VENTNOR – The city’s summer Farmers Market is planning to open Memorial Day weekend, but shoppers will notice many changes, new regulations and fewer vendors amid the ongoing novel coronavirus pandemic.
Ventnor Farmers Market Managers Andy and Penni Starer and Maria Gatta of Red Room Café have been meeting with county and city officials and plan to open the market on Friday, May 22 with a somewhat different approach – no entertainment, no crafters, no ‘old coots’ tent and no children’s activities – although there will be plenty of Jersey Fresh produce and food vendors, they said.
“We are in the process of formulating new guidelines based on the county’s revised regulations,” Penni Starer said Thursday morning.
A week ago, Andy Starer informed the Ventnor Board of Commissioners that Atlantic County Division of Public Health was not reviewing vendor applications. However, since then, the county has started reviewing and issuing annual licenses to food vendors, they said.
“They sent us guidelines providing information on how to run the market this year and keep everyone safe,” Penni Starer said.
Starer said the market will have a marked entrance and exit, and a one-way shopping line. They will regulate the number of shoppers allowed into the market to purchase products from approximately 20 vendors, which includes six major farmers and various artisan food vendors, but at this time, food trucks are not allowed.
Vendors will place an additional long table in front of their product table to further distance vendors and customers. All prepared foods will be packaged “to-go” only. Vendors who handle food or produce will be required to have a designated money handler.
Starer said the team met with Ventnor special events Coordinator Donna Peterson, Police Capt. Joseph Fussner and Fire Inspector Tom Halpin, who are all on-board with the market team’s plans.
There will be a somewhat enclosed outdoor area at St. James Church, washing stations for the general public and at every vendor spot, proper signage showing the entrance, exit and shopping lanes. Everyone will be asked to adhere to the CDC’s 6-foot social distancing recommendation, and market volunteers will control the number of people shopping – estimated at three per vendor – at any one time. No sampling, touching or smelling products will be allowed.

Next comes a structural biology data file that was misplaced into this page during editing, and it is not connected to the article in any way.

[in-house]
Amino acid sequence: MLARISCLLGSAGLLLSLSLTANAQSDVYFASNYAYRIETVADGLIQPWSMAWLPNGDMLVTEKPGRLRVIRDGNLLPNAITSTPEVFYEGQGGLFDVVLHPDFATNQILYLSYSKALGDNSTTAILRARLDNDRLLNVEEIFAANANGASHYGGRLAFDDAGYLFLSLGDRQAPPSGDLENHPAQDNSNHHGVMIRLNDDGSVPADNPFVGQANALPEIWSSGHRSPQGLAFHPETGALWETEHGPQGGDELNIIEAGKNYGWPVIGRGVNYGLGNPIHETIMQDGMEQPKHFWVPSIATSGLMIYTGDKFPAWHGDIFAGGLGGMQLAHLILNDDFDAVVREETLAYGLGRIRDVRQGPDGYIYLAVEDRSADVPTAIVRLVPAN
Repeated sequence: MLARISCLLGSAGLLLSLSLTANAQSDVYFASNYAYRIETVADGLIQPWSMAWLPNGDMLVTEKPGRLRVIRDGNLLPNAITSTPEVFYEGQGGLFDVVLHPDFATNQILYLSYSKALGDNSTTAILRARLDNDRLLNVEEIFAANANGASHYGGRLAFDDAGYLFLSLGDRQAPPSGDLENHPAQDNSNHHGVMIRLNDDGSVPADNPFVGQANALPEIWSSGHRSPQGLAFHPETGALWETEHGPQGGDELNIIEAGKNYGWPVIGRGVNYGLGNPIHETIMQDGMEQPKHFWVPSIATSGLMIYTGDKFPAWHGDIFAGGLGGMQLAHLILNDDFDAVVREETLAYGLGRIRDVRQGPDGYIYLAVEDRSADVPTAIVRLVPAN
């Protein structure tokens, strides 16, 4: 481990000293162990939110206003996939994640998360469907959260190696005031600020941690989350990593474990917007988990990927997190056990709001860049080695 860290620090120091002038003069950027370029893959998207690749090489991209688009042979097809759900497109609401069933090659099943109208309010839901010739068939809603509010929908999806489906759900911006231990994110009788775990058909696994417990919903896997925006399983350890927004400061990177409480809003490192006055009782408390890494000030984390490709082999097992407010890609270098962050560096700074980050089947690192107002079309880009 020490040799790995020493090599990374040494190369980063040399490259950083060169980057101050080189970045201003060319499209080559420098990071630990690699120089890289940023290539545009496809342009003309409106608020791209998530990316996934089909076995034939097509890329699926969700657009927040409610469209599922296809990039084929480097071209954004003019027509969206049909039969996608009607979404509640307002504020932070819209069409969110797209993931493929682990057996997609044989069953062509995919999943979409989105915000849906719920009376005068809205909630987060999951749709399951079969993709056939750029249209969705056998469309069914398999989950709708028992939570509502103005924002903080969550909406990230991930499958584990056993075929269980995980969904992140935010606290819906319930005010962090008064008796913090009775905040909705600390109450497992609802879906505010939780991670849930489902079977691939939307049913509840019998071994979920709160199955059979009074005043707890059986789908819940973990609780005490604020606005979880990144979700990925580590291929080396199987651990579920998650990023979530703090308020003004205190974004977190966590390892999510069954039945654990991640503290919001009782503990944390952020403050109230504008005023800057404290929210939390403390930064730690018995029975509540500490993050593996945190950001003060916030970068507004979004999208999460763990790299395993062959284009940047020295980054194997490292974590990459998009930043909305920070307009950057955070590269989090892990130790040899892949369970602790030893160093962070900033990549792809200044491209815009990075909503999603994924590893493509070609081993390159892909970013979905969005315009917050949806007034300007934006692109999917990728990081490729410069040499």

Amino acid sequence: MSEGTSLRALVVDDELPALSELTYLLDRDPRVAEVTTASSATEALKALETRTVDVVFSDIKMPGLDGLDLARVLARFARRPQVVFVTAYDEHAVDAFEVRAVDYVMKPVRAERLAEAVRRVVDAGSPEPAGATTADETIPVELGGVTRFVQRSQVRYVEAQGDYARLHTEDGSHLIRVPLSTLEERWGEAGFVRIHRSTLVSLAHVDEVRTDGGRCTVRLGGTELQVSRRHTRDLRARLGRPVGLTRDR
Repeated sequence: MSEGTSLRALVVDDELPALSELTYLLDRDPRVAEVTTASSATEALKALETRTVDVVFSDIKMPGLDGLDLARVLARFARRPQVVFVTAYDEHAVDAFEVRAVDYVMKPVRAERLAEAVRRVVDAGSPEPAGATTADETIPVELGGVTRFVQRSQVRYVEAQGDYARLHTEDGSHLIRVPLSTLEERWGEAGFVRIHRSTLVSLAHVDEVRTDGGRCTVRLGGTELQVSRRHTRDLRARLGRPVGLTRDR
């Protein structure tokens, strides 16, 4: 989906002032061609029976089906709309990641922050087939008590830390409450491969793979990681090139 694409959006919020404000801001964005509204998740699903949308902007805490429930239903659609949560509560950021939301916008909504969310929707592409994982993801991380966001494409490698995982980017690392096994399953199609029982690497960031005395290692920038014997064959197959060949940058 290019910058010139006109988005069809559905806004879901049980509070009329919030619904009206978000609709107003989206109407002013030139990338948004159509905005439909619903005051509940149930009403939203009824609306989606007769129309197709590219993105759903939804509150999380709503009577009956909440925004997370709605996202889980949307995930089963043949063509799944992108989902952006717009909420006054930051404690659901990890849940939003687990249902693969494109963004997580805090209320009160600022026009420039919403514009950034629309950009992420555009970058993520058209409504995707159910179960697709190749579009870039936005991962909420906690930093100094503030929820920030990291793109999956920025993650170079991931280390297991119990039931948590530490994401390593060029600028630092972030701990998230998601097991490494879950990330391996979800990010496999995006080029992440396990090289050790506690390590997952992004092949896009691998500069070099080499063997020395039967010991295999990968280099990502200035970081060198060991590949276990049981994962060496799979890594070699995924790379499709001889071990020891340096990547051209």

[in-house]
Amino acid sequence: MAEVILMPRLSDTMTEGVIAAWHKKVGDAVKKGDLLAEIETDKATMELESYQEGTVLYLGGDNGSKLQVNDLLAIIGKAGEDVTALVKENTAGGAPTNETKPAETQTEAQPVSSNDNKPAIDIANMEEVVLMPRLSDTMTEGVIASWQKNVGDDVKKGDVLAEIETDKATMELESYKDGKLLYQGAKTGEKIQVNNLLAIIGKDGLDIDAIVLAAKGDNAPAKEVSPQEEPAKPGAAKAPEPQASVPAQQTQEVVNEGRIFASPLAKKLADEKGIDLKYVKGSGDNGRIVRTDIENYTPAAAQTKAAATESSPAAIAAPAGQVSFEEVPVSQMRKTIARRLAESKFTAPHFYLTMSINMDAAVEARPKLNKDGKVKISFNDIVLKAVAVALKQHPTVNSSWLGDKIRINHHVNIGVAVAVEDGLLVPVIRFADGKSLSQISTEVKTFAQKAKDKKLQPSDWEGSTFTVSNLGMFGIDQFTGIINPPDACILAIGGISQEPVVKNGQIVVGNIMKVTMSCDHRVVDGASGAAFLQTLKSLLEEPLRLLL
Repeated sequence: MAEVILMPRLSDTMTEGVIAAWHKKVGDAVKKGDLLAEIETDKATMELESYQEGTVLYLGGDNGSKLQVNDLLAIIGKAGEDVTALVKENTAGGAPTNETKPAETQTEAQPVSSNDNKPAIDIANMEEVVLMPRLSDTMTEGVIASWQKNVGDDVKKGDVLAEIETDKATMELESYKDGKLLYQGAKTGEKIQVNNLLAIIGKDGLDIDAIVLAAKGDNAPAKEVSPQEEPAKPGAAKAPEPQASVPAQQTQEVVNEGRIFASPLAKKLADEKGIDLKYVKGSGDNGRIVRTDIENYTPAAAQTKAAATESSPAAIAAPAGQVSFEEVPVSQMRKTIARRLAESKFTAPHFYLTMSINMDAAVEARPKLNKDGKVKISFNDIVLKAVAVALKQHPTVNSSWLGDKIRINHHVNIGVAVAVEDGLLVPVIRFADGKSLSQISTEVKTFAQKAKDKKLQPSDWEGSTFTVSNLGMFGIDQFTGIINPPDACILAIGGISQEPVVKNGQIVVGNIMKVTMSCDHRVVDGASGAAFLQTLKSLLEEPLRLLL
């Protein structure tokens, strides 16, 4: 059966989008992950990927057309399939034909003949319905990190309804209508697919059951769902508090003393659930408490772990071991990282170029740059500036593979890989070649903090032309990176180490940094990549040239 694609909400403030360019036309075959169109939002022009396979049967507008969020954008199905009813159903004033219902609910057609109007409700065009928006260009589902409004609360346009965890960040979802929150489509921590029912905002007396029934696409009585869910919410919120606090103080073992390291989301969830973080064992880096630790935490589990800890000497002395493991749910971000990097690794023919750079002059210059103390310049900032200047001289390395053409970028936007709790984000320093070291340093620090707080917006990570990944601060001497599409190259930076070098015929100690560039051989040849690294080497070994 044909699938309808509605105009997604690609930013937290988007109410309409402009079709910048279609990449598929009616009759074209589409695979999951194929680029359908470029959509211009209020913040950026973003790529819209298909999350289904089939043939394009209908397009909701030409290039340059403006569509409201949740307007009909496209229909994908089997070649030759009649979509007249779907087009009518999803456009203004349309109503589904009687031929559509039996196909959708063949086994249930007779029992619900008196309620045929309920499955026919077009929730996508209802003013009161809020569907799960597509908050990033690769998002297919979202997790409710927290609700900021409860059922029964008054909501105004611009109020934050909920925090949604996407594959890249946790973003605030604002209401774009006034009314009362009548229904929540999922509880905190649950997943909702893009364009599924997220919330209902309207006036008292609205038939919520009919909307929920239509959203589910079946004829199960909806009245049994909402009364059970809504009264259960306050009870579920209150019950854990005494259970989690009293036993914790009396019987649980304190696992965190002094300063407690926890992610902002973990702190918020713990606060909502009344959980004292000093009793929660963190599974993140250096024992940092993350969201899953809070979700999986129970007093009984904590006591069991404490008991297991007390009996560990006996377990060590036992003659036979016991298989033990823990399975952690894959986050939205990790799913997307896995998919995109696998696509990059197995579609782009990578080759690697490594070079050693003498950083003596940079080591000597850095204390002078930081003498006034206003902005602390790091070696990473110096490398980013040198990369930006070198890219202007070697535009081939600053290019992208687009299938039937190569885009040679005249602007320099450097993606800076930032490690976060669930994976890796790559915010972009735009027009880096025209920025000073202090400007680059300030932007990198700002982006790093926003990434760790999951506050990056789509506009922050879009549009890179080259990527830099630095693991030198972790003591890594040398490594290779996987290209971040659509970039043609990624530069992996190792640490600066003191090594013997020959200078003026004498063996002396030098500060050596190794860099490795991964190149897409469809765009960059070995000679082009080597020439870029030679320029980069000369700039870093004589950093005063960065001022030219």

“It’s a moving target,” she said. “We’ll open, see how it plays out and make changes if we have to.”
“There is no regulation that says you have to wear a face mask, but we highly encourage it. I think once people are inside the market, they will feel a lot safer if everyone is wearing a mask,” she said.
Starer said she has been in touch with some of the regular vendors, who have indicated the county has approved their licenses for this year.
On the first day of the market, county inspectors will review the setup and ensure all vendors are abiding by the guidelines, “if not, they can shut us down,” Starer said. “We feel the Health Department will be looking at us to see what other markets can do to make shopping safe for everyone.”
June Martin, who manages the Margate Community Farmers Market at Steve & Cookies By the Bay, said they still don’t know if and when the market will open.
“We have a Zoom call this morning to discuss it,” she said. “We’re working on it and doing our research on what other markets are doing to find out what’s best for us.”
“This is all new to us,” Starer said. “Things can change, but we want our customers to know what to expect when they come.”
Starer said she would love to see things go back to “normal” someday, but doubts it will anytime soon.
“Things won’t change until there’s a vaccine,” she said.
Commissioner Lance Landgraf commended the team’s efforts to get the market up and running amid the turmoil of the coronavirus shutdown.
“This is not what we all wanted, but it gets us something. It gets us fresh produce in the community. Hats off to you for sticking with it,” Landgraf said about the market team’s plans for this summer.
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